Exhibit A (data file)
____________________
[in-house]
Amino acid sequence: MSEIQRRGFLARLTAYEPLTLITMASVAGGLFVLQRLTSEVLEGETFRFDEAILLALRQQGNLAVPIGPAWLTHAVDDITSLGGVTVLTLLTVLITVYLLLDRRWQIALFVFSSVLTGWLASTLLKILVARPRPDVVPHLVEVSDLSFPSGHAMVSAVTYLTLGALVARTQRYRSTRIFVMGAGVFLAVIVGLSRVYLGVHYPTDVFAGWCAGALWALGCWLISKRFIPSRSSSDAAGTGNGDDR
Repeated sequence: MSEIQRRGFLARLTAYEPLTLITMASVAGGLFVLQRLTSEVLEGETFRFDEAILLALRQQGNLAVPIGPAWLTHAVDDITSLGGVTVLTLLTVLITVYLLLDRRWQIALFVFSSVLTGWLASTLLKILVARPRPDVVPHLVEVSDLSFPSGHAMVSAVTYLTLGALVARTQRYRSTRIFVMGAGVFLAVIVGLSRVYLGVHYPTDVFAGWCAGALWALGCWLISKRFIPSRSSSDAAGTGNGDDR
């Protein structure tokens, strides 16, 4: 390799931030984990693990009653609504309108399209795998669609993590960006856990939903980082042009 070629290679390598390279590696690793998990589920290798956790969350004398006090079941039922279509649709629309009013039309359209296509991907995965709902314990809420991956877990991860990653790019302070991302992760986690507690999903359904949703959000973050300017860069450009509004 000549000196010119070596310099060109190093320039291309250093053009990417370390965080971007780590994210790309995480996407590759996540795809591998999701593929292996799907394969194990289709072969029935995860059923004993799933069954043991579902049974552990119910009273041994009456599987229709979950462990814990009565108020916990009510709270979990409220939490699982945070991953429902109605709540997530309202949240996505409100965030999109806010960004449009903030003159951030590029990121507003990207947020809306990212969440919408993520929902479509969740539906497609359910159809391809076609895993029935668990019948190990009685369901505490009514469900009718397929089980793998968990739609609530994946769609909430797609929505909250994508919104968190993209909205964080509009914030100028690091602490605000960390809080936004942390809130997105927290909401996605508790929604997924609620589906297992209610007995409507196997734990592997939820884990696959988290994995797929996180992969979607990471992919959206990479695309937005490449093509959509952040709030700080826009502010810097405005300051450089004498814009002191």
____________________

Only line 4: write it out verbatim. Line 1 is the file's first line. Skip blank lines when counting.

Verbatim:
């Protein structure tokens, strides 16, 4: 390799931030984990693990009653609504309108399209795998669609993590960006856990939903980082042009 070629290679390598390279590696690793998990589920290798956790969350004398006090079941039922279509649709629309009013039309359209296509991907995965709902314990809420991956877990991860990653790019302070991302992760986690507690999903359904949703959000973050300017860069450009509004 000549000196010119070596310099060109190093320039291309250093053009990417370390965080971007780590994210790309995480996407590759996540795809591998999701593929292996799907394969194990289709072969029935995860059923004993799933069954043991579902049974552990119910009273041994009456599987229709979950462990814990009565108020916990009510709270979990409220939490699982945070991953429902109605709540997530309202949240996505409100965030999109806010960004449009903030003159951030590029990121507003990207947020809306990212969440919408993520929902479509969740539906497609359910159809391809076609895993029935668990019948190990009685369901505490009514469900009718397929089980793998968990739609609530994946769609909430797609929505909250994508919104968190993209909205964080509009914030100028690091602490605000960390809080936004942390809130997105927290909401996605508790929604997924609620589906297992209610007995409507196997734990592997939820884990696959988290994995797929996180992969979607990471992919959206990479695309937005490449093509959509952040709030700080826009502010810097405005300051450089004498814009002191």